Every so often a grouping of tools comes together as a package via eBay and at first glimpse of a poorer image you might pass over it without thinking. This might have been the case when I bought the tools shown here. The image was quite unclear but the silhouette of the small router piqued my interest at first. I had wanted one for some time but they rarely come up on eBay and never elsewhere as far as I could see. This one, (below the larger brothers) had a superficial powder coat of rust but that soon came of with a brass wire brush. I recoated the knobs with shellac and refined the blade and so here you have the baby of the Edward Preston router plane back in service. It makes a nice addition.
For this wooden one it was a question of using it as a kit. The rectangular mahogany base had none of the shaping you see for thumbs and fingers and it was awkward to use. In a few minutes I had it fitting my hands and it works fine. I think I will file the back of the cutting iron flat to automatically align the blade to the depth lock screw so it’s presented square to the front of the plane and to prevent it from twisting under pressure.
The four longer burnishers are comprise three from the ones on eBay collection with the fourth one one of mine. They are very nicely made and came in at just the right time for something I am working on writing. Two of the three of them are made from old files as was mine with the hexagonal handle third from the left. I tried all of them and they work exceptionally well. They were made very beautifully and the thing for me was that one of the best was the triangular file made from a worn out saw file. With these burnishers the maker took off the file teeth and then polished them out. One is a three-square saw file, another a half round file and the other a tear-shaped one that was not made from a file.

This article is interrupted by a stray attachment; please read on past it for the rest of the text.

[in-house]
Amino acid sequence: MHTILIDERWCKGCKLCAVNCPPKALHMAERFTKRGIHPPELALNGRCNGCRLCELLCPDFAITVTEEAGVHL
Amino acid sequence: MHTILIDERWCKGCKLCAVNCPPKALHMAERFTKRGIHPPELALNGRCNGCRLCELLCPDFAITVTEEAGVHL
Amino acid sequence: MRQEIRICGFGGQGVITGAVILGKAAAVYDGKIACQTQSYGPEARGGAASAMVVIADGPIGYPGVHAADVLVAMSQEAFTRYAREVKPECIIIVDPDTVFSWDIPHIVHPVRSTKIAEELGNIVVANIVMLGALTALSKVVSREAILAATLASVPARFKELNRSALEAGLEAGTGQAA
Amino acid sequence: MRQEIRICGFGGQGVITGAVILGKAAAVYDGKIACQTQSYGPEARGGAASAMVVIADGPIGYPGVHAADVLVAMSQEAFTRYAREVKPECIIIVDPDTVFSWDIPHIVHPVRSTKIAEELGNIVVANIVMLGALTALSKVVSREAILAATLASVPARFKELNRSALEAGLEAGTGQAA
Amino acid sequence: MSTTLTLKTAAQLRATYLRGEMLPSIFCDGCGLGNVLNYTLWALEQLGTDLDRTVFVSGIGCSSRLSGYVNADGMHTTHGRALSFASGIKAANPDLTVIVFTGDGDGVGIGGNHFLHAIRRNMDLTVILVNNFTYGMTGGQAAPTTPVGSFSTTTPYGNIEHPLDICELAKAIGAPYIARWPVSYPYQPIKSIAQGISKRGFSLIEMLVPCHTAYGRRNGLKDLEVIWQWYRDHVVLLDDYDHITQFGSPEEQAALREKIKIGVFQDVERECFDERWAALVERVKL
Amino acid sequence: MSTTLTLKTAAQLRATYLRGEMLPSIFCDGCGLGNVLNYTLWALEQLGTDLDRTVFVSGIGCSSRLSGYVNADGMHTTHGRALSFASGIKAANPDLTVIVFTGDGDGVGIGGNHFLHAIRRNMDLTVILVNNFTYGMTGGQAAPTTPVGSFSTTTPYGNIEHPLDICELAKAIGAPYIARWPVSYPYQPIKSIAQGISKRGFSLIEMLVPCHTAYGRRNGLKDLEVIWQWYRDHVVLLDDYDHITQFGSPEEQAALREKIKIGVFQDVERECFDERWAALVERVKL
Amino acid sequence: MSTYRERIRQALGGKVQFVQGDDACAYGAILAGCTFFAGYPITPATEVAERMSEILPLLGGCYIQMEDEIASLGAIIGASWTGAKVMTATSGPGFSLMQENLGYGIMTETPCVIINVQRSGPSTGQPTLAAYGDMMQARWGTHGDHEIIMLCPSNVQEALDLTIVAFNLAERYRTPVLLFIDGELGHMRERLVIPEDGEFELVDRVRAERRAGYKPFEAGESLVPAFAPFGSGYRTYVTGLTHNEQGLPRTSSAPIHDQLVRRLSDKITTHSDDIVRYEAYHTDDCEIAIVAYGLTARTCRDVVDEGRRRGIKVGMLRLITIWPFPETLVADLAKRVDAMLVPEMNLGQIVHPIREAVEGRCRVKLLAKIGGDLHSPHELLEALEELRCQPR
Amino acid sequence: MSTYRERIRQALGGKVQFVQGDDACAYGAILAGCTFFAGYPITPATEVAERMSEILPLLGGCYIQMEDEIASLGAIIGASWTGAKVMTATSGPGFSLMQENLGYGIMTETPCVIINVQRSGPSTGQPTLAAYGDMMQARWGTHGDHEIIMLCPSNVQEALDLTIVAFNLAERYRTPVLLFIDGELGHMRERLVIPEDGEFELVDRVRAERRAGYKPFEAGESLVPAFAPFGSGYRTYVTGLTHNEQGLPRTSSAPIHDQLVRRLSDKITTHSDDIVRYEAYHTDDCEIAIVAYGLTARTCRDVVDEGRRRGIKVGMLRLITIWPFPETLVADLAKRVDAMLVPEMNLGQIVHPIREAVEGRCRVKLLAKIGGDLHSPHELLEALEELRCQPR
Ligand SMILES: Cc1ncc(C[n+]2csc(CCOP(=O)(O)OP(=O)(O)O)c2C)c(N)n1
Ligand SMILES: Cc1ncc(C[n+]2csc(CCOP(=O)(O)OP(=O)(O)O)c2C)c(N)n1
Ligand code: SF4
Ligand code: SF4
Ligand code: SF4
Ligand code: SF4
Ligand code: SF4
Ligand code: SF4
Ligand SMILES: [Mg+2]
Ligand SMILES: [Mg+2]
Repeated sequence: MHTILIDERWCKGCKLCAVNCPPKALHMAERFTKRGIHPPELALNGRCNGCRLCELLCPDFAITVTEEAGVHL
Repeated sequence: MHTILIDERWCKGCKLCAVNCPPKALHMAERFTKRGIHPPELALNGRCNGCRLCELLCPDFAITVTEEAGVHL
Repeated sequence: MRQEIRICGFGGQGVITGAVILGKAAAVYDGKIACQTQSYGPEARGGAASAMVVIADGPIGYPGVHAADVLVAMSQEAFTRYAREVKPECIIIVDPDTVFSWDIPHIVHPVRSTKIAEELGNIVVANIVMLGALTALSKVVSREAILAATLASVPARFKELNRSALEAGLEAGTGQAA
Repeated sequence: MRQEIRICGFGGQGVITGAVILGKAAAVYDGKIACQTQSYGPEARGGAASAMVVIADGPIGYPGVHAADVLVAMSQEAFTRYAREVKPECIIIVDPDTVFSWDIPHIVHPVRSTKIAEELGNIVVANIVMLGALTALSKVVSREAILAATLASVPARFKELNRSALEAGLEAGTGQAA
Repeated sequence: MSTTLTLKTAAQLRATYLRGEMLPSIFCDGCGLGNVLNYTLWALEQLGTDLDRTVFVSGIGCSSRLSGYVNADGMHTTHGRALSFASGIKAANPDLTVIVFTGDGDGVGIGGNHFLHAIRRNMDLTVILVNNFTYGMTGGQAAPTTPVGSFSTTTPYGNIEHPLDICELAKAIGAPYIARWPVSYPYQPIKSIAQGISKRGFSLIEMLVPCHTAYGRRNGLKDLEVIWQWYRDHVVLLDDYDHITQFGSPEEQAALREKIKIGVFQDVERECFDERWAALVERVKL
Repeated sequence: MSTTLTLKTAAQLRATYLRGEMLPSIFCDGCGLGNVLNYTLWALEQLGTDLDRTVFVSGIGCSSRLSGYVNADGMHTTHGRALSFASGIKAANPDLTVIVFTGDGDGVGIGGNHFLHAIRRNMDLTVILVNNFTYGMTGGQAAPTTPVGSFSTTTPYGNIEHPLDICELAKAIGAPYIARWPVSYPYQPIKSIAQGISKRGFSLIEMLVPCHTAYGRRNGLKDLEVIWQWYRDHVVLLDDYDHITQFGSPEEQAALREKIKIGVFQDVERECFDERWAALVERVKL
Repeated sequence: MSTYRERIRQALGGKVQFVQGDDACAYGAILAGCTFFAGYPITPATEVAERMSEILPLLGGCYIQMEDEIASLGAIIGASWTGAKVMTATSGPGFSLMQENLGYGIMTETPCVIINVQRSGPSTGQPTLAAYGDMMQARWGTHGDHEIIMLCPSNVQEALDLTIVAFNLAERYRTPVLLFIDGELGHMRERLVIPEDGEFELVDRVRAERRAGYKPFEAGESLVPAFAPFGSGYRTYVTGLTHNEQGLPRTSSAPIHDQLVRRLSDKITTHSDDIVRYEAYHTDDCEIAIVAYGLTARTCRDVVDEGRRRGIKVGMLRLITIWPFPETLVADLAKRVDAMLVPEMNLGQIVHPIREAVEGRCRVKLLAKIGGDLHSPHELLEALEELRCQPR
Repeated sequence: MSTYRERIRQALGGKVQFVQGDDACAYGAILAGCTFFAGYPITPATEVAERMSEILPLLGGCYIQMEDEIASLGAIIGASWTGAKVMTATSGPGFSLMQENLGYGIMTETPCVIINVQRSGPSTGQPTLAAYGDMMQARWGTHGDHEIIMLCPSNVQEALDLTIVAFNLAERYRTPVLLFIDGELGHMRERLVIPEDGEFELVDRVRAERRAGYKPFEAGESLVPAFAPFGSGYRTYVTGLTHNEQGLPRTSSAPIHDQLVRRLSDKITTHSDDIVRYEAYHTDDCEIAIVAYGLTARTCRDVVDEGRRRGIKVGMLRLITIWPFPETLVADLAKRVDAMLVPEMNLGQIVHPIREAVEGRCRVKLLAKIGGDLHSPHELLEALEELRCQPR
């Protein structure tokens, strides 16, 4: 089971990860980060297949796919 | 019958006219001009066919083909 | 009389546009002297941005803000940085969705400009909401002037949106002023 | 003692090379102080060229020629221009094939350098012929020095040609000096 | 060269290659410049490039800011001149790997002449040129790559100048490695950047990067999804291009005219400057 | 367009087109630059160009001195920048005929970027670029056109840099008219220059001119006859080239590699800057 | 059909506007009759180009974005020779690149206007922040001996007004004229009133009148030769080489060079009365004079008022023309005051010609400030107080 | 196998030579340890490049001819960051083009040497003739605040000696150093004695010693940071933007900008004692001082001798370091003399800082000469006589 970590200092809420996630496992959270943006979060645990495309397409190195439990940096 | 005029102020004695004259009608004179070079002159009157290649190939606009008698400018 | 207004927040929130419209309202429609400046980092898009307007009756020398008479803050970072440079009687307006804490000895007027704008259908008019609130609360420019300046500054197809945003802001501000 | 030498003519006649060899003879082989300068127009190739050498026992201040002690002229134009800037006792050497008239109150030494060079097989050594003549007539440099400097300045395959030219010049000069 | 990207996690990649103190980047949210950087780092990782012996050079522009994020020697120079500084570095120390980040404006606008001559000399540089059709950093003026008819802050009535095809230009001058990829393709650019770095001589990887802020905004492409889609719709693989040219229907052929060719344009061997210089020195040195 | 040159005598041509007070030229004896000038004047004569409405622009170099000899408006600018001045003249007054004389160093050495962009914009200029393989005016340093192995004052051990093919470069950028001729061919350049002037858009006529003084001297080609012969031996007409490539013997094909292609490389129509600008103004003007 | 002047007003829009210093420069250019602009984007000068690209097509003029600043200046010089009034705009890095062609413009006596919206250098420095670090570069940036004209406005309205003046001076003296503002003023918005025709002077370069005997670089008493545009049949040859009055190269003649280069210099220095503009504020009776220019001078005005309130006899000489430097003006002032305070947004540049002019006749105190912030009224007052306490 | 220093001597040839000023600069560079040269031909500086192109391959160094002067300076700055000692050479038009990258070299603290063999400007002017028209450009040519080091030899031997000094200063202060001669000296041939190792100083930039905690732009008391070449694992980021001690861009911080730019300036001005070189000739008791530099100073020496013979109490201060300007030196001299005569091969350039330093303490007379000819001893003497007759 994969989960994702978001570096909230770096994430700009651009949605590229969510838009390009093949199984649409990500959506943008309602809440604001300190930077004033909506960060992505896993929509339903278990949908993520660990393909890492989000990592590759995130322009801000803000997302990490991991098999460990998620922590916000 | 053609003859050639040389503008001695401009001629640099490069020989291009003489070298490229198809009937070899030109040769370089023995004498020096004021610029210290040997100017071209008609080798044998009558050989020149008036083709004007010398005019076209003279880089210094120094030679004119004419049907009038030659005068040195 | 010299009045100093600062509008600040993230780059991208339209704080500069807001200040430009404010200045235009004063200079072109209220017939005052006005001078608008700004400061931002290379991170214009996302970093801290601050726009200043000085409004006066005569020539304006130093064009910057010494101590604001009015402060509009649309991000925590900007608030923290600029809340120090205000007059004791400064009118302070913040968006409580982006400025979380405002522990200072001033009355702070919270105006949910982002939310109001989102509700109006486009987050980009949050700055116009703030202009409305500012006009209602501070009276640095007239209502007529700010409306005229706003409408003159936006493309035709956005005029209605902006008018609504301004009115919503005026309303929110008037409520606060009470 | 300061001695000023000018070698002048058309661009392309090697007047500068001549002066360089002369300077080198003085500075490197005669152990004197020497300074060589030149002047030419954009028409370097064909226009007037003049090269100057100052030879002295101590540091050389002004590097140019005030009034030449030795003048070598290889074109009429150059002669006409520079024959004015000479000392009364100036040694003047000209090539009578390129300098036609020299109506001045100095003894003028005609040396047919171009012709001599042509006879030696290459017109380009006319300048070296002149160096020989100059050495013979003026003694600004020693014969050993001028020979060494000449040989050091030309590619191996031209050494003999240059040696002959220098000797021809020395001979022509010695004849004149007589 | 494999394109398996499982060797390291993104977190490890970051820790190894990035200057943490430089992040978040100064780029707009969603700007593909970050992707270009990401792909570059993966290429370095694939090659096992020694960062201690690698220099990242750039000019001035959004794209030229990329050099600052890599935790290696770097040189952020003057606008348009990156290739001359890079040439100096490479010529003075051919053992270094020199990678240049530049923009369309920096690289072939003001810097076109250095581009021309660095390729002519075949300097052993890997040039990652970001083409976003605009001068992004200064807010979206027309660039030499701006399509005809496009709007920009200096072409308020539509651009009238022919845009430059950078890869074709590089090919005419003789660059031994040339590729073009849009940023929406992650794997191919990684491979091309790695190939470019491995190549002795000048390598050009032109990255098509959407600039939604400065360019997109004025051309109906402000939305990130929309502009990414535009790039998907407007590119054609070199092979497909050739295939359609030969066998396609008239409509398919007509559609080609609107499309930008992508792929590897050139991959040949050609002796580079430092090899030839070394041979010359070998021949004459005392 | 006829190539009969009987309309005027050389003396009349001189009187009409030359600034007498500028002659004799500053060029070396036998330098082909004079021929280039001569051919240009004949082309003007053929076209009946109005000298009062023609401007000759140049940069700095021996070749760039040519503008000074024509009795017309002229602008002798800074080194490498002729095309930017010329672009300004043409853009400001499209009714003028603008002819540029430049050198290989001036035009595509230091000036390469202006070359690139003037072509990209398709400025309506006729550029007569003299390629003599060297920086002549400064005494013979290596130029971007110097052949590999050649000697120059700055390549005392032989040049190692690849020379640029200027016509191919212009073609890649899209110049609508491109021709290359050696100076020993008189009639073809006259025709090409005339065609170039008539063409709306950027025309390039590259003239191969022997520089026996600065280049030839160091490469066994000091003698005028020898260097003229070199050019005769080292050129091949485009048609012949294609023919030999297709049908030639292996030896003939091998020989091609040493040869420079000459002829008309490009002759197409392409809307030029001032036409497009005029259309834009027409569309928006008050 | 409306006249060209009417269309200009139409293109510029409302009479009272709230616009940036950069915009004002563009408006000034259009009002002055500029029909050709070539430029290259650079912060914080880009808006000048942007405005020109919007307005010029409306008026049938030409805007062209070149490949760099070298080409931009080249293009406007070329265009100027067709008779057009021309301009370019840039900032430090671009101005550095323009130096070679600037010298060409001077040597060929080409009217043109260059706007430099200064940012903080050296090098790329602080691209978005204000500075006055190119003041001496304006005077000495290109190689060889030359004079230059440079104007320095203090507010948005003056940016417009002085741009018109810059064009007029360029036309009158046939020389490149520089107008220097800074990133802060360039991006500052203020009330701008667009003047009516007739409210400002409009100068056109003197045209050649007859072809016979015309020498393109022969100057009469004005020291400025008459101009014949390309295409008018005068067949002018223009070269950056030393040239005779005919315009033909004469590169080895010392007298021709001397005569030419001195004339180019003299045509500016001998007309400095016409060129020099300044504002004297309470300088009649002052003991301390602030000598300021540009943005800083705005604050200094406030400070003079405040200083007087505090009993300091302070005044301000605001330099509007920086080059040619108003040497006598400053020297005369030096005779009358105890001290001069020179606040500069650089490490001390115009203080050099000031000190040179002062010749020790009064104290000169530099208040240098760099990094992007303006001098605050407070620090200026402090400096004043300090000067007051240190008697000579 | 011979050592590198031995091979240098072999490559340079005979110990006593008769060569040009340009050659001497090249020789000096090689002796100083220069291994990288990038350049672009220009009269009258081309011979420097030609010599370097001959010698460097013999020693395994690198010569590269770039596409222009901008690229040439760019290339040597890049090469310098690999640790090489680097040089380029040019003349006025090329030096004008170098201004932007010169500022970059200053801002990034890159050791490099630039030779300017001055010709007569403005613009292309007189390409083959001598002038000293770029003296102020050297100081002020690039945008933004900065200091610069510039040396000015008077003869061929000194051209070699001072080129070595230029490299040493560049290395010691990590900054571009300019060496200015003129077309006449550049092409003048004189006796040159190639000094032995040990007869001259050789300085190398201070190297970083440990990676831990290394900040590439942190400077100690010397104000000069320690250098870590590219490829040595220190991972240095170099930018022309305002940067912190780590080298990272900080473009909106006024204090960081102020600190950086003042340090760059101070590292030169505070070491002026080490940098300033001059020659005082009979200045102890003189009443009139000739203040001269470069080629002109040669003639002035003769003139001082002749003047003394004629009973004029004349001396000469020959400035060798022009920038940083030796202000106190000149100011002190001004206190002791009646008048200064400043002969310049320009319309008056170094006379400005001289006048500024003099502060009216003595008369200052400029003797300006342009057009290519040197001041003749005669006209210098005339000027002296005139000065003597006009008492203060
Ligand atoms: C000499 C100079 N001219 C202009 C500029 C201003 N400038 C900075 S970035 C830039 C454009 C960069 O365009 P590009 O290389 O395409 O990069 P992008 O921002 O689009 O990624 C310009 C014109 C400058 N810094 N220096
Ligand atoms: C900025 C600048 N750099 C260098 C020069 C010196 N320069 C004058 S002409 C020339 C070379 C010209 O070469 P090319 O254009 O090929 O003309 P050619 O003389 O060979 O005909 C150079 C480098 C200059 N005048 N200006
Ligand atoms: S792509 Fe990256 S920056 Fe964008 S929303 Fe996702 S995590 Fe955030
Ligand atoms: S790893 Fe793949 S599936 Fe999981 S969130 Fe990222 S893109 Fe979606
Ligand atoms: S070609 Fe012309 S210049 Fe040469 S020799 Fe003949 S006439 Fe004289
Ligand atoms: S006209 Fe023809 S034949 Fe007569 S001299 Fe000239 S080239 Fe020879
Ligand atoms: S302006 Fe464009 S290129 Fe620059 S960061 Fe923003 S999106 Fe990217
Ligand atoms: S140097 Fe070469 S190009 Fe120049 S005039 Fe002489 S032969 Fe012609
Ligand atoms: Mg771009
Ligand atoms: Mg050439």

The plane with the funny shape is for chair and rung making and has a half round blade in it. I can see this being a useful tool but whether I would have bought or made one outside of this collection I don’t really know. It does work nicely and really fits the hand well. The wood is beech.
This draw pin is of course for drawing up components and aligning holes in engineering but it draws up tenons into the mortise for using draw-bore methods for pinning tenons equally well. It will work equally well without adding a wooden handle so I will keep it as is.
The travisher was pretty grungy when I tame in but I was glad the rusted in tangs turned loose as the often don’t in spokeshaves and can break the wood. Of course this is a lot beefier. The tang is stamped Marples and Sons so I knew the blade was Marples but then as I cleaned off the wood there was a feint tracing of the same maker and Hibernia Sheffield stamped in the wood too. I haven’t sharpened it up yet but for chair seats this tool knows no equal.